Skip to Content

What Is Cinnamon? From Bark To Bake, Get To Know This Popular Spice

Are you here to see if you can get some spicy answers about what is cinnamon? Thanks for coming by. Not only will you know what it is, but you’ll also learn what it tastes like and other significant facts surrounding cinnamon. 

Cinnamon is a popular spice that’s often used for both sweet and savory dishes. 

Your apple or pumpkin pie spice is incomplete without it, too!

It can be found in most grocery stores or online—either ground or stick form—and the spice is a staple in Sri-Lankan and Indian cuisine. 

To cut to the chase, let’s discuss what you need to know, from what cinnamon is, where it comes from, and its culinary uses.

What is cinnamon

Contents

Cinnamon is a popular spice made from the inner bark of different tree species that belongs to the genus Cinnamomum. 

The strips of the inner bark are dried until they curl into rolls, which are also called cinnamon sticks or quills. 

The product can be ground into powder or made into an extract. 

Native to India and Sri Lanka, the underrated spice adds a distinctive sweet-spicy flavor in various recipes such as chili, tacos, bread, cookies, apple desserts, French toast, pudding, and so much more. 

There are four major cinnamon varieties sold in culinary use: cassia or Chinese cinnamon, Vietnamese or Saigon cinnamon, Indonesian cinnamon, and Ceylon cinnamon or also dubbed as true cinnamon. 

Each type has its flavor profile and cinnamaldehyde content, an aromatic compound responsible for contributing to the fragrance and taste of the spice.

What does cinnamon taste like

The taste of cinnamon depends on its variety. However, cinnamon is generally sweet and woody with a slightly citrusy flavor and spicy undertone due to the presence of cinnamaldehyde.

Cinnamon varieties have their cinnamaldehyde content, meaning their flavor profile is somehow different from one another. 

For instance, Saigon and cassia cinnamon have the highest cinnamaldehyde content than other types of cinnamon, giving that noticeable stronger flavor. 

Meanwhile, baking enthusiasts are fond of Indonesian cinnamon as it tends to be less spicy with a balanced warm, and woodsy taste.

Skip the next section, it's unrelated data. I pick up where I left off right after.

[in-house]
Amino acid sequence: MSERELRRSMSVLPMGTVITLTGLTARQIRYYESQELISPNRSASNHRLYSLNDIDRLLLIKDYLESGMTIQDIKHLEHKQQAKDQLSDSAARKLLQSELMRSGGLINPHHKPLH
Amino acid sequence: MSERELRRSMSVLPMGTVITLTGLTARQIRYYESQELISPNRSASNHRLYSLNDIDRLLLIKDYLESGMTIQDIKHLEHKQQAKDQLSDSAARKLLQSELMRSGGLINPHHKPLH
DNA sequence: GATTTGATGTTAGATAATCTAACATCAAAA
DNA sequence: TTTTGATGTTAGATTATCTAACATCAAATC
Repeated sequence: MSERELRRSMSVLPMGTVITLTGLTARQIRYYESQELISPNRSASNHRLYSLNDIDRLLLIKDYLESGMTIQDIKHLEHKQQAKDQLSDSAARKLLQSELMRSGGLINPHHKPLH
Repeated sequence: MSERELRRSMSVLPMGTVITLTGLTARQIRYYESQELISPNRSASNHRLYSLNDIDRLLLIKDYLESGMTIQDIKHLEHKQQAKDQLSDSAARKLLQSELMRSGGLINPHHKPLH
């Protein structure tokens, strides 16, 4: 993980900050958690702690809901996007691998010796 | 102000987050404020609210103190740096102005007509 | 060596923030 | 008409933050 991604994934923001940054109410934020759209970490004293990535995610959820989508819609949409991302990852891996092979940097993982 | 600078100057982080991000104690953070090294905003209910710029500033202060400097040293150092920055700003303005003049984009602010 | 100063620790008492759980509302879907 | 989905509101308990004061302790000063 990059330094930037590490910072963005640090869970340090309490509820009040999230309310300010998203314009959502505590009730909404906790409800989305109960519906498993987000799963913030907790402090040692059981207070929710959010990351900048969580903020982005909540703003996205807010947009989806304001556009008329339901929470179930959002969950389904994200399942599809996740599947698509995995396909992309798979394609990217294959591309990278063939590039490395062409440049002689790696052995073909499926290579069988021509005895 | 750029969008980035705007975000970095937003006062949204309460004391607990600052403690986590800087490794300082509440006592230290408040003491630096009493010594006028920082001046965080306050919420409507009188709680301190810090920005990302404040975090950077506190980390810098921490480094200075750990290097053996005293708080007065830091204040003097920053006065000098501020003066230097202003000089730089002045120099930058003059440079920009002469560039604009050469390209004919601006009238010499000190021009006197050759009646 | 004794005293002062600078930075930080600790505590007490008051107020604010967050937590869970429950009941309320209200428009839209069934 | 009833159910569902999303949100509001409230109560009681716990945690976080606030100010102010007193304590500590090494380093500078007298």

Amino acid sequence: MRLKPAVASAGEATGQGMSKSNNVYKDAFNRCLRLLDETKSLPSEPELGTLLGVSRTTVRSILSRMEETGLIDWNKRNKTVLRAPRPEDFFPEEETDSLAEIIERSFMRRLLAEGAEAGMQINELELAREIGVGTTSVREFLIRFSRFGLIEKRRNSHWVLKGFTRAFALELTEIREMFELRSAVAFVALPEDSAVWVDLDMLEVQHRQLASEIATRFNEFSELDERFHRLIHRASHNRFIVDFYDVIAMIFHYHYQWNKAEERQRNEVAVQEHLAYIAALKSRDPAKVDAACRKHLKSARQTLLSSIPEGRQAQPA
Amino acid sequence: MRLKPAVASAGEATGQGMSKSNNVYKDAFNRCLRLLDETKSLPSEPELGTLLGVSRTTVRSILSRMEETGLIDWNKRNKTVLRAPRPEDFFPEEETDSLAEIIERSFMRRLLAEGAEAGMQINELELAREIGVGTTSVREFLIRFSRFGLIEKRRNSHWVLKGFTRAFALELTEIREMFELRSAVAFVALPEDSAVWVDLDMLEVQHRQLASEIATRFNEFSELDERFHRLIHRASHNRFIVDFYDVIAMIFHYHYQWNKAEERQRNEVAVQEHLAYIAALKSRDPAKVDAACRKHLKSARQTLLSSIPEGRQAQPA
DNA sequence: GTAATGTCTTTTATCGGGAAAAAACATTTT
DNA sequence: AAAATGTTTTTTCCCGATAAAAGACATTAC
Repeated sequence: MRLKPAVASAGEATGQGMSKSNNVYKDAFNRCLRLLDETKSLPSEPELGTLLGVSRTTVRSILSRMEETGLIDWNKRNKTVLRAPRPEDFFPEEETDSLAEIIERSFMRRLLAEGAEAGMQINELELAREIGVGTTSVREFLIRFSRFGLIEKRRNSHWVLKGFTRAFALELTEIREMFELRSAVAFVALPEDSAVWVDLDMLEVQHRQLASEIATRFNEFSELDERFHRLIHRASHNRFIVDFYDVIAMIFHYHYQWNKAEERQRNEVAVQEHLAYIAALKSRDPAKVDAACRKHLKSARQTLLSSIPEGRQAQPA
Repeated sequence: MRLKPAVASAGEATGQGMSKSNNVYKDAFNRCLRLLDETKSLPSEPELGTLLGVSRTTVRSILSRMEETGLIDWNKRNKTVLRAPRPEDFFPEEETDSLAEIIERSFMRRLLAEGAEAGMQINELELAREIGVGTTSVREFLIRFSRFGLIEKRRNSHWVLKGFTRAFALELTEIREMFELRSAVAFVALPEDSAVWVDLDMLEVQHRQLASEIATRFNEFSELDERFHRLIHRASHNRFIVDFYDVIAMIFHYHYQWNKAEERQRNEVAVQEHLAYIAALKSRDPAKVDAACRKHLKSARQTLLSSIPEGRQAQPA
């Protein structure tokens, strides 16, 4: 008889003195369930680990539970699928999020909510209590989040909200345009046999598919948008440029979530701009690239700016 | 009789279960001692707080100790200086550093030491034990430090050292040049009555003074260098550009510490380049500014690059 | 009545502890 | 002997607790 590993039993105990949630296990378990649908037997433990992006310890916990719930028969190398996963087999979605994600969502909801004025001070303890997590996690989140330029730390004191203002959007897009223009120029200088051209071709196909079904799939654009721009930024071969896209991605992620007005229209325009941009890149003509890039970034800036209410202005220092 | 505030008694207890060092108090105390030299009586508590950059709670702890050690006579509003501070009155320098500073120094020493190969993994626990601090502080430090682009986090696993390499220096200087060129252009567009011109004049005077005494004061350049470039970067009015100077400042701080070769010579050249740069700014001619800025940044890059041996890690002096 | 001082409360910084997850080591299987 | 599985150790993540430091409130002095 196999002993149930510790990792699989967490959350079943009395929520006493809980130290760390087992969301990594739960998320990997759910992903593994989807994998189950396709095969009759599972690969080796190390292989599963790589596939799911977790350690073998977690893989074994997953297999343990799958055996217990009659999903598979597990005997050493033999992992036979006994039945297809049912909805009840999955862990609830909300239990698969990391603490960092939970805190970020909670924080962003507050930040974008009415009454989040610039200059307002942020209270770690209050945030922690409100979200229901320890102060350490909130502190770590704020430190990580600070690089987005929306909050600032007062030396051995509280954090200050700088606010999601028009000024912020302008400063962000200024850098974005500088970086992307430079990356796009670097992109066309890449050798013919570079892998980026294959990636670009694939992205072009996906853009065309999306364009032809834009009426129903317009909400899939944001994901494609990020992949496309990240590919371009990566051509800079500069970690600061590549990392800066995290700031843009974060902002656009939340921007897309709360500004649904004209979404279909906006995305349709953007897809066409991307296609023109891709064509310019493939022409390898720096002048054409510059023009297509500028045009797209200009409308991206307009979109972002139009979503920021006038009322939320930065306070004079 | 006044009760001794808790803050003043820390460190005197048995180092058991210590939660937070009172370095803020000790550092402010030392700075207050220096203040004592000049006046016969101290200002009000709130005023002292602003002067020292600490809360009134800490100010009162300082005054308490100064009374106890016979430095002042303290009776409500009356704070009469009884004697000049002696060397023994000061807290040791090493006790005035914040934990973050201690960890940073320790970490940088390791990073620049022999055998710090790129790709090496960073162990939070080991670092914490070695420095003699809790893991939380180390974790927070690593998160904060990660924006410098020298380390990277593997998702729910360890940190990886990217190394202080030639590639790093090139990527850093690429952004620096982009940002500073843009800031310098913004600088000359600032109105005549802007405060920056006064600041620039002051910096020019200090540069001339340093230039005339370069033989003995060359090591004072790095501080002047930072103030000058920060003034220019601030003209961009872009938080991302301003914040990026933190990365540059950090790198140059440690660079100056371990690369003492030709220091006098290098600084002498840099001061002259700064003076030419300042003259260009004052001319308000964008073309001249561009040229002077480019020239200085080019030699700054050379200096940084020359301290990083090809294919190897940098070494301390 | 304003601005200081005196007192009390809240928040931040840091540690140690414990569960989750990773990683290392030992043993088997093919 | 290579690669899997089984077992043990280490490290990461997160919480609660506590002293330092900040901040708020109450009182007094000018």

Types of cinnamon

As mentioned, there are different species of cinnamon available in the market, here are a few of them.

1. Chinese Cinnamon

Chinese cinnamon or cassia is popular for its dark brown-red color, thicker sticks, and rough texture. 

It comes from the Cinnamomum cassia tree which originates from Southern China. 

The spice is described as spicier and more pungent. 

2. Vietnamese Cinnamon

Vietnamese cinnamon or Saigon comes from the Cinnamomum Loureiro tree and features a strong, sweet, and spicy taste. 

And because it contains more cinnamaldehyde than other types, meaning this variety is bolder when it comes to flavor and aroma.

3. Indonesian Cinnamon

Indonesian cinnamon or Cinnamomum burmannii is another type of cinnamon famed for its thick quills, red-brown color exterior, and gray-brown interior. 

It’s less spicy than Chinese and Vietnamese cinnamon and commonly used in beef rendang, a delicious dry curry made from beef and aromatic sauce.

4. Ceylon Cinnamon

Widely known as true cinnamon, Ceylon cinnamon comes from the inner bark of the Cinnamomum verum tree. 

It has a tan-brown hue with a thin and papery texture. 

This spice variety is native to Sri Lanka but it can also be found in some parts of South Asia and Mexico. 

Ceylon has less cinnamaldehyde with more flavor and clove-like taste.

Short history of cinnamon

Cinnamon is considered one of the first traded spices in the ancient world. 

During the Middle Ages, Arab traders sold cinnamon to Venetian traders from Italy who held a spice trade monopoly throughout Europe.

The rising demand for cinnamon in Europe started the quest for finding the origin of cinnamon with Spaniards setting sail towards newfound America and Portuguese searching towards Africa. 

At the end of the 15th century, Portuguese traders discovered Ceylon (now Sri Lanka) an island where the cinnamon spice was abundant. 

The Portuguese have then established a monopoly for a century. However, during the 17th century, the Dutch took control of the island of Ceylon.